A great thing about being a hub for great deals on gear and gadgets is being surprised by what shows up. This week we’ve got some especially enticing new deals, from a Kevlar-encased Lightning cable and a massive library of design assets to a Bluetooth-enabled LED smart bulb and an award-winning first-person horror game.
If you found the transition from incandescent to fluorescent painful, you will be relieved to know you are in the midst of a lightbulb moment. This is the year when the price of LED-based smart bulbs, with the color and quality of light controlled by mobile apps, falls far enough to go mainstream.
Entering the highly competitive space is Ontario-based Nyrius, which today rolls out a light bulb for $39.99.
It took a little while for investors to see the light, so to speak. Corey Egan and Swapril Bora developed a smartphone controlled LED light bulb, but needed two crowd-funding campaigns, prize money from winning new product contests they had socked away and a deal from Shark Tank’s Mark Cuban before the ilumi smart bulb could enter the market.
Tens of thousands of bulbs have sold in the year they’ve been in production. It won’t take quite so long for the second generation to begin lighting homes and commercial spaces.
With 20 days to go on Kickstarter, ilumi far exceeded its $50,000 goal with a newly designed bulb that includes new experiences – like turning it on and off the shake of your phone – and a new antenna that will pick up commands from 150 feet away.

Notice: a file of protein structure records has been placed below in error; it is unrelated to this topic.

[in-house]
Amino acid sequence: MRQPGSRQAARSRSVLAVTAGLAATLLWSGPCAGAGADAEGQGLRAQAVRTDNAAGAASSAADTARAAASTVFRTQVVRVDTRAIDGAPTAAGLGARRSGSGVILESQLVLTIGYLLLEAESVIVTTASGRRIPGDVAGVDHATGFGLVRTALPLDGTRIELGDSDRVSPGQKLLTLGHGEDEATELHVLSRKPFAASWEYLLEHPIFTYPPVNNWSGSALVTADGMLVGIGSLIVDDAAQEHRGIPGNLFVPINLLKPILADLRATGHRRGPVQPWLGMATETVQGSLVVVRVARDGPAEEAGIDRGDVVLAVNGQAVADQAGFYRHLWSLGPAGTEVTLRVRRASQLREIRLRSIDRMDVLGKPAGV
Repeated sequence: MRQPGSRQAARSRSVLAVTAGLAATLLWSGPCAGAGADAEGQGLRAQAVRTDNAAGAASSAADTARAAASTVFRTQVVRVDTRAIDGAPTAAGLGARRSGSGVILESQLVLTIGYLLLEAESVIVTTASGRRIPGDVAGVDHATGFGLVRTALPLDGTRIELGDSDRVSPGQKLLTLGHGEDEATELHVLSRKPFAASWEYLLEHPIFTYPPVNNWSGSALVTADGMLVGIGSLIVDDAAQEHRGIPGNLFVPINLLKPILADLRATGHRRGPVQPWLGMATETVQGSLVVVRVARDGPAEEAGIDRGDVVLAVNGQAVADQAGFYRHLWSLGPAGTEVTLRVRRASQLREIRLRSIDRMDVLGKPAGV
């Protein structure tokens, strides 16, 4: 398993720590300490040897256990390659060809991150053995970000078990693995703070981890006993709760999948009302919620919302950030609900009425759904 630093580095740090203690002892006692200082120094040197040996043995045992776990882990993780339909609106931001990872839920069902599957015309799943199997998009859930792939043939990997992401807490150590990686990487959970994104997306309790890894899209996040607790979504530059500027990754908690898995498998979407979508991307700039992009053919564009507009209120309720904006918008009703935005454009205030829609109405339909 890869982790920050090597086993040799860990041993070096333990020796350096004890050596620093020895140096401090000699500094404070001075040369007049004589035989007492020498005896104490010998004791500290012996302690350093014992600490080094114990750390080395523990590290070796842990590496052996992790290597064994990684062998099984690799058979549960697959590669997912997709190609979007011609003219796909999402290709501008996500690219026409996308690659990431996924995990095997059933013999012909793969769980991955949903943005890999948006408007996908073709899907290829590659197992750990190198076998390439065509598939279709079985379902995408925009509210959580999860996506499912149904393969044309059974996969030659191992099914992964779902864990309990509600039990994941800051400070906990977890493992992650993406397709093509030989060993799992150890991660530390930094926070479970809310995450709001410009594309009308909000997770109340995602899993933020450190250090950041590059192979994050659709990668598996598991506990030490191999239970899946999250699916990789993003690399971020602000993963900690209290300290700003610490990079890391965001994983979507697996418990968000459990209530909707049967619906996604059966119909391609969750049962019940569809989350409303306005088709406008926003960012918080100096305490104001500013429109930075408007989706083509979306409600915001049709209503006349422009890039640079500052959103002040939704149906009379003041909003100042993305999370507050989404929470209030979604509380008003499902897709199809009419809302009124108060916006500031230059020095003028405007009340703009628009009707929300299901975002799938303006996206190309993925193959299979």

All that remains of the original Thomas Edison invention is the socket fitting. That and it still only takes one person to screw in the light bulb.
The rest of the ilumi smart bulb, which is slowly lighting the way to smart home and office living around the world, would be unrecognizable to Edison or any of the other early inventors of incandescent bulbs.
It is too soon to know whether the names Corey Egan, Swapnil Bora and their company ilumi Solutions will assume a place on the list of lighting pioneers with their smartphone-controlled LED lights. But with a growing list of patents, financing from a certain well-known “Shark” and a steady stream of orders, the David-like startup is holding its own against bulb big shots like GE and Phillips.